2. Find the acupoint Foot Three Miles (ST-36), four fingerwidths below the kneecap on the right leg. Apply moderate pressure with your right thumb until you feel soreness. Hold for 5 minutes. Repeat on the left leg.




  1. Exposure to temperature changes, cold or hot water, and detergents.
  2. Exposure to sunlight UVA rays, which can trigger an outbreak.
  3. Excessive use of cosmetics, creams, and abrasive skin cleansers.
  4. Alcohol, smoking, and caffeine, which are irritants and generate heat that contributes to flare-ups.
  5. Stress, anxiety, and emotional upset, which can initiate flare-ups.




  1. Behrendt, M. 1998. Reduction of psoriasis in a patient under network spinal analysis care: a case report. J. Vertebr. Sublux. Res. 2(4):196-200.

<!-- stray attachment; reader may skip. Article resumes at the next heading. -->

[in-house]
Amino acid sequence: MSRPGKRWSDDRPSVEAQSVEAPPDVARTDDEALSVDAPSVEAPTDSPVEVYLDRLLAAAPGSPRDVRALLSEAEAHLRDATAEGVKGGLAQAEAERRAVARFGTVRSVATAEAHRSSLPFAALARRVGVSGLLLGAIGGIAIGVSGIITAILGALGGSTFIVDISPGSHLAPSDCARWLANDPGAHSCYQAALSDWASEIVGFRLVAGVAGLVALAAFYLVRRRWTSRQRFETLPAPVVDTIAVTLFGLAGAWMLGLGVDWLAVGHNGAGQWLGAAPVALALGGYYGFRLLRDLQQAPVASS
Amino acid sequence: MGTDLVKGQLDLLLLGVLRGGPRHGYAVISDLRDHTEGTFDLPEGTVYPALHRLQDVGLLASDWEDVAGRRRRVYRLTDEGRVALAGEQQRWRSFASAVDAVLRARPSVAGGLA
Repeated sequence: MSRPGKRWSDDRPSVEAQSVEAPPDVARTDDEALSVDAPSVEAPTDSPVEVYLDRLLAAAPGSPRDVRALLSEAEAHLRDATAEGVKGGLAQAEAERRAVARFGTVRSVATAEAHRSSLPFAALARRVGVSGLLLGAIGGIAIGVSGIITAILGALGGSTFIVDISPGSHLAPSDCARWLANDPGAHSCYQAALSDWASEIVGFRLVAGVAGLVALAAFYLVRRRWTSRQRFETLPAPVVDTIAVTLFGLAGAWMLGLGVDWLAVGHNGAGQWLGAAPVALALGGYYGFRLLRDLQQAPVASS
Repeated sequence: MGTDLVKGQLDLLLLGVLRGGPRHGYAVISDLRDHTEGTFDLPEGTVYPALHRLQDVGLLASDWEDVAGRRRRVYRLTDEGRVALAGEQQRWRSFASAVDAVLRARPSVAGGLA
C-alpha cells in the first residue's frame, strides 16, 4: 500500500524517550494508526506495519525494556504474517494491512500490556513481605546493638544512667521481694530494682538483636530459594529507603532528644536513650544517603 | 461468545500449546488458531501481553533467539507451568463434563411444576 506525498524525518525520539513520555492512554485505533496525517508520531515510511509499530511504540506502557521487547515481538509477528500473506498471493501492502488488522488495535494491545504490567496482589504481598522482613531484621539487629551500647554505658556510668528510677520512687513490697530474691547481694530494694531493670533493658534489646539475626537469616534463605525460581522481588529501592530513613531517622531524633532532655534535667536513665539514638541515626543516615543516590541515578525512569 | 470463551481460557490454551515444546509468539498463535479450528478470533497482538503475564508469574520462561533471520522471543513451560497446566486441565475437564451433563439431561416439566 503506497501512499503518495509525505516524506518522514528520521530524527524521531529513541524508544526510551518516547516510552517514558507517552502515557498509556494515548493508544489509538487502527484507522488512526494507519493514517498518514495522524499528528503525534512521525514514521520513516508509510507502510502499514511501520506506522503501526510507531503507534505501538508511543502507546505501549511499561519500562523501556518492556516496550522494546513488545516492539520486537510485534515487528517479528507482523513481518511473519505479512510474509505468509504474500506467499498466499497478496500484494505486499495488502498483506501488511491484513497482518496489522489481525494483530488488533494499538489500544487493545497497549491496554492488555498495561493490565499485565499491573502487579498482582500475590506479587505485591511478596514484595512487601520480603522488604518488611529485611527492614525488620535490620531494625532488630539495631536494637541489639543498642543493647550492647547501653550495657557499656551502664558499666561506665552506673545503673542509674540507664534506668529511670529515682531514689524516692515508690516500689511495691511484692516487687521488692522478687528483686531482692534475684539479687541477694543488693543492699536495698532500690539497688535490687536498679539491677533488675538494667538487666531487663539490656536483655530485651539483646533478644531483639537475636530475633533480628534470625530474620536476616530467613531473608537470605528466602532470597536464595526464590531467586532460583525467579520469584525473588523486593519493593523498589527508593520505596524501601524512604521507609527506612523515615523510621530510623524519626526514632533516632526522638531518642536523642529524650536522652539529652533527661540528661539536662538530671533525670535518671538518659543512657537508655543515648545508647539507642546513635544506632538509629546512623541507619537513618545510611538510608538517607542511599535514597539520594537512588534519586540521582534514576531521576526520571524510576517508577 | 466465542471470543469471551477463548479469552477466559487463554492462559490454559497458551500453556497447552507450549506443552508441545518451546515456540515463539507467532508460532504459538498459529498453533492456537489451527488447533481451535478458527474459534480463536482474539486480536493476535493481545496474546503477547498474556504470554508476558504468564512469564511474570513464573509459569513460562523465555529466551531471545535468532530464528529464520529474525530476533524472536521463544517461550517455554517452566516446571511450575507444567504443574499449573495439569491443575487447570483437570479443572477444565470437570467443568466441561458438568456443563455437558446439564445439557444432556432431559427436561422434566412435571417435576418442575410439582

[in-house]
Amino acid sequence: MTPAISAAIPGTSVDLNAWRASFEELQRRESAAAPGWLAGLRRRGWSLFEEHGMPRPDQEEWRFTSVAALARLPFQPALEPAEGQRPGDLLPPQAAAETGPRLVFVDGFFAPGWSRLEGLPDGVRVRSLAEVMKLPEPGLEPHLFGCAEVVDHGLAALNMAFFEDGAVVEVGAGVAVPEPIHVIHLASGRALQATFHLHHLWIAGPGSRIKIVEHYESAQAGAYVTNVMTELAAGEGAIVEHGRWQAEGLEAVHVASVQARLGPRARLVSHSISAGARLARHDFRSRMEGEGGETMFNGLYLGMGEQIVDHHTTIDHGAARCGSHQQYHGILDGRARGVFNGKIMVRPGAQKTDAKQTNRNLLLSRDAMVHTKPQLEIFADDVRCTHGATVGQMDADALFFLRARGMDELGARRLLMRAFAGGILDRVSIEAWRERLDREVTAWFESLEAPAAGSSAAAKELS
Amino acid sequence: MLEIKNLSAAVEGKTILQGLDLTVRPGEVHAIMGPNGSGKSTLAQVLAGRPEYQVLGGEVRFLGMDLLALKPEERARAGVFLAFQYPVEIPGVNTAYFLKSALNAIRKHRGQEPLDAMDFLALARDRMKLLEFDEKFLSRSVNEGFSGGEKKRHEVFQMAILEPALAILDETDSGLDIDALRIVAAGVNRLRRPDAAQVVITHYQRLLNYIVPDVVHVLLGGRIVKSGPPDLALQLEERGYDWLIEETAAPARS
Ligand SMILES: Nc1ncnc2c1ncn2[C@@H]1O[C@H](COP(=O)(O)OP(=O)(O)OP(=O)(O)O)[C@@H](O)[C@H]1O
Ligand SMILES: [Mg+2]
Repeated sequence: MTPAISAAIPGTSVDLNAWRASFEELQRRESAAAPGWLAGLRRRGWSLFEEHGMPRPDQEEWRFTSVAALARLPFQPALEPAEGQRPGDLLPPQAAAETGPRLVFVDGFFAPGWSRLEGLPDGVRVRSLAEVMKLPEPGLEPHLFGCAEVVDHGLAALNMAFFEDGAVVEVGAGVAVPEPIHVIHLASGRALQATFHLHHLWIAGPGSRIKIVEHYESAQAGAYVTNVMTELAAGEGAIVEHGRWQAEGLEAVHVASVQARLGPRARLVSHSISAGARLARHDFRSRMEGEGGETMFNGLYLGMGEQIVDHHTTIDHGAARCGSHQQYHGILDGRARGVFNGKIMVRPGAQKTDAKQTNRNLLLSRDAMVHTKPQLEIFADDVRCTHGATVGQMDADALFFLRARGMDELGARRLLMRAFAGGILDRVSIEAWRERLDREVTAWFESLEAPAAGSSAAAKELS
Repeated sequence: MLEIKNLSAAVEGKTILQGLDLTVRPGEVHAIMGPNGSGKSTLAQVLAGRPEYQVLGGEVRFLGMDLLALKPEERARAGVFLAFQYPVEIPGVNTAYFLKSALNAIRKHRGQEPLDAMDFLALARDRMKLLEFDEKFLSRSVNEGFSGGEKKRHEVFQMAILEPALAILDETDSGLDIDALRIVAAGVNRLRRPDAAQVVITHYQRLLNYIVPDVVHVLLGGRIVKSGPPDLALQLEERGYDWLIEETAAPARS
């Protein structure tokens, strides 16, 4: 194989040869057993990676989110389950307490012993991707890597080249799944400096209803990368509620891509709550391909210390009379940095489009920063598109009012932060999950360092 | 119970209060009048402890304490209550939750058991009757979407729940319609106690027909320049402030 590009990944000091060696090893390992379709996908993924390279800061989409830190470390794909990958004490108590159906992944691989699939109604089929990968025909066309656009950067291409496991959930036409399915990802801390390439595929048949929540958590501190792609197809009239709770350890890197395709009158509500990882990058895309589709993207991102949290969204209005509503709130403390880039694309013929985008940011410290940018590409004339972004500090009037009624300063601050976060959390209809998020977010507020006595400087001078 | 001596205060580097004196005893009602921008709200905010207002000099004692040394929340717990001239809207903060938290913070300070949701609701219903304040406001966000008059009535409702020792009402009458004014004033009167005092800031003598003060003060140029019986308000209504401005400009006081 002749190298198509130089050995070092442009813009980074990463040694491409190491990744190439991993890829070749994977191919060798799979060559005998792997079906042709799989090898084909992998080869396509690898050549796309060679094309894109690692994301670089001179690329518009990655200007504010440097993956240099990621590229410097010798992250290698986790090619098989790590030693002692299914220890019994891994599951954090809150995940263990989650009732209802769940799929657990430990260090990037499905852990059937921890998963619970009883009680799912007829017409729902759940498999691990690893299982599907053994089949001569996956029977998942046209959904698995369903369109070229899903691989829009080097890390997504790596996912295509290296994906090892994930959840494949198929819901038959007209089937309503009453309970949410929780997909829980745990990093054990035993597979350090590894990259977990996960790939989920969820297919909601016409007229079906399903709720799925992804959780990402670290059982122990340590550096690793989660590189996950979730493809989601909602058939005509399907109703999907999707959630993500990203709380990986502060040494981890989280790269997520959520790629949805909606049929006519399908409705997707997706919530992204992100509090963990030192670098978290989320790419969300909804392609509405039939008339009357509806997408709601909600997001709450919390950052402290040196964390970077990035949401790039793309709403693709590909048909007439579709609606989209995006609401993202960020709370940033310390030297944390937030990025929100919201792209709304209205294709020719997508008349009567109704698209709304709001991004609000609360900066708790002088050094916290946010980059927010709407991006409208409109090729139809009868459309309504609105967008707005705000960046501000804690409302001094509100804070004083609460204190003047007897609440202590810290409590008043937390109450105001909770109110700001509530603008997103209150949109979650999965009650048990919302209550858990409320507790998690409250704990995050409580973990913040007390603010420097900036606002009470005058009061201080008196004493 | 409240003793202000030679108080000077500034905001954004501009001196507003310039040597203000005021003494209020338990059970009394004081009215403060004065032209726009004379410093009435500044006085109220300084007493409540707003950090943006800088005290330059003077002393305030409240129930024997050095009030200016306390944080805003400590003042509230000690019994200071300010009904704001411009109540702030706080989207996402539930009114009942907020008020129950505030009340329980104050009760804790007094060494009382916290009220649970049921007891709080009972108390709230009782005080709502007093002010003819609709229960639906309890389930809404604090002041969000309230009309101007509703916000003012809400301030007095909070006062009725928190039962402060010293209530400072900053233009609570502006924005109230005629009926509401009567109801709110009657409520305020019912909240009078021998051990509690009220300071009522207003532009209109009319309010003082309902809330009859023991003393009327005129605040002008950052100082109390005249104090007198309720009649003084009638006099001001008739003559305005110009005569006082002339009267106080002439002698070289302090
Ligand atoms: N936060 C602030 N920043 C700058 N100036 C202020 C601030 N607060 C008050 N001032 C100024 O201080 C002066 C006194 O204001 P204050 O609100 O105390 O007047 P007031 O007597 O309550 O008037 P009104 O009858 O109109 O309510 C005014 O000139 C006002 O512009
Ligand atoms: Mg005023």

2. Blumenthal, M., ed. The Complete German Commission E Monographs: Therapeutic Guide to Herbal Medicines. Boston: Integrative Medicine, 1998, 169-70.
  3. Cummings, S., and D. Ullman. Everybody's Guide to Homeopathic Medicines. 3rd ed. New York: Putnam, 1997, 227, 319-20, 345-46.
  4. Ergil, K. V. Medicines from the Earth: Protocols for Botanical Healing. Harvard, MA: Gaia Herbal Research Institute, 1996, 207-11.
  5. Gruenwald, J ., T. Brendler, and C. Jaenicke, et al., eds. PDR for Herbal Medicines. Montvale, NJ: Medical Economics, 1998, 903-04, 1114, 1157.
  6. Jonas, W.B., and J. Jacobs. Healing with Homeopathy: The Doctors' Guide. New York: Warner, 1996, 263-65.
  7. Ni, M. Self Healing Qi Gong Video. Los Angeles: Seven Star, 1992.
  8. Ni, M., and C. McNease. The Tao of Nutrition. Los Angeles: Seven Star, 1987.
  9. Syed, T.A., et al. 1996. Management of psoriasis with aloe vera extract in a hydrophilic cream: a placebo-controlled, double-blind study. Trap. Med. Int. Health. 1:505-09.
  10. Time-Life Books, eds. The Medical Advisor. Alexandria, VA: Time-Life, 1996.


©2015 Dr. Mao Shing Ni

Read Secrets of Self-Healing: Harness Nature's Power to Heal Common Ailments ... By Maoshing Ni